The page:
What do you suppose they did, wisest of the wise men of Rome? Fall into panic, tremble before the Roman sword, seek to escape? They showed no signs of it. Assail the troops, plunge into the conflict with which I threatened them? Not for a moment. At first they were taken aback and made no sound or movement. Then one of their leaders in front of me cried out loudly in Aramaic and, baring his neck to the sword, knelt down before the soldier nearest to him. He had said, so I was told, that sooner would they suffer death than yield. In a flash they followed his example. Everywhere, priests and people alike, they did the same thing. They struggled among themselves to get to the front in order to present their necks to the Roman executioner and behind the lucky ones they knelt down with bared necks, row after row, thousands upon thousands, to await their turn. The position was ludicrous. I could not very well order a wholesale butchery. I had never intended to. Even had they had but one head I could not have cut it off, though it would have given me the greatest pleasure. I had failed and knew it. It took but a few seconds for me to make up my mind. I signalled to the chief priests to follow me and withdrew for consultation. Let me cut short the story of my humiliation. I announced that I was deeply impressed by their devotion to their religion (and that was true enough), but that what impressed me most was the order and calm resolution which they exhibited. Had it been otherwise, had they sought to intimidate me by violence - but you see the argument and, though you may smile, I assure you that the priests did not. They thanked me gravely and Caiaphas went out and announced my decision in almost my own words, adding that they must have confidence in me and in their priests and return quietly to their homes. Thereafter jubilation, thanksgiving and, of course, more prayers. Yahveh gets the credit for it. All day long they have been departing, singing their psalms. Let them sing while they may. But if some day they get a different sort of governor from me, if Caesar abandons his policy of patient toleration, if their wild fanatics overthrow these politic and cunning priests, if the Roman armies march - will Yahveh save them then?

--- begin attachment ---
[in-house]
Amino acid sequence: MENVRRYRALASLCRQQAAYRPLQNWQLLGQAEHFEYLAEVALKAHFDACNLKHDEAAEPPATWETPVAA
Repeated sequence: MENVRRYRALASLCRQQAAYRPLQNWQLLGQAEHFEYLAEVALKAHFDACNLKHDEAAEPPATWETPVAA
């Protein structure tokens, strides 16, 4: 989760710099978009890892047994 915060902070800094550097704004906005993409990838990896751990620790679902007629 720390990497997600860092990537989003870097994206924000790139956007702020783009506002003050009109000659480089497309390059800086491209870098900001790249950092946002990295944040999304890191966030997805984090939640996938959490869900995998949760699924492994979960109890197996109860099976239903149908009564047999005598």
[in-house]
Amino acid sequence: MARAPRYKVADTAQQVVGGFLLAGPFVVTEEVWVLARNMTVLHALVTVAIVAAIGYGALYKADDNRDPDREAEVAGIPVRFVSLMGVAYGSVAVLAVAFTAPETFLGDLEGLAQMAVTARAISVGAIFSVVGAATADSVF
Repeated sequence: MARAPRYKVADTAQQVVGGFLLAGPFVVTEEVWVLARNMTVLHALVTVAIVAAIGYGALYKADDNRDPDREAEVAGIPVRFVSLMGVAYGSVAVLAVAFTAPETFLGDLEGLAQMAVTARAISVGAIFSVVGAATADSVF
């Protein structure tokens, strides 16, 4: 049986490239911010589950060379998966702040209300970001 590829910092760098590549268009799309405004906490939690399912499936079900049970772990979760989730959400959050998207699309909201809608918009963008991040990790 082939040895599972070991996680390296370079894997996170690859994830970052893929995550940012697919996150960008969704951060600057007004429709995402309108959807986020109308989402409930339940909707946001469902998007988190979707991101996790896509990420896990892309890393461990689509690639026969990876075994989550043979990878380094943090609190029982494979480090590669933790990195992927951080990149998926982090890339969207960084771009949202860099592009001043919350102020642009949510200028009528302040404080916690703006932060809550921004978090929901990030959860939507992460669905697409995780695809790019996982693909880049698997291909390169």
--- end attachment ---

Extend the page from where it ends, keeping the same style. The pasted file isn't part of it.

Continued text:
I look to you and to my other friends to put the best face on it when this story reaches Rome. After all, I have but sought to compel respect for Caesar and his images have lorded it above their Temple for a week. It is a beginning, even if at the finish I have lost the throw.
Now I await the preacher John. Marcius should by now have laid him by the heels. When he is safely here in gaol, the sword shall deal with him. If their victory over me makes them think that the new age has begun, I will at least take care that the prophet does not live to see it.
So you have been reading one of your tragedies to an admiring audience in Rome? I am sure it will be full of fine sentiments. Would I were there to listen to them. Would you were here that you might apply them to these incorrigible Jews, with me to watch the fun.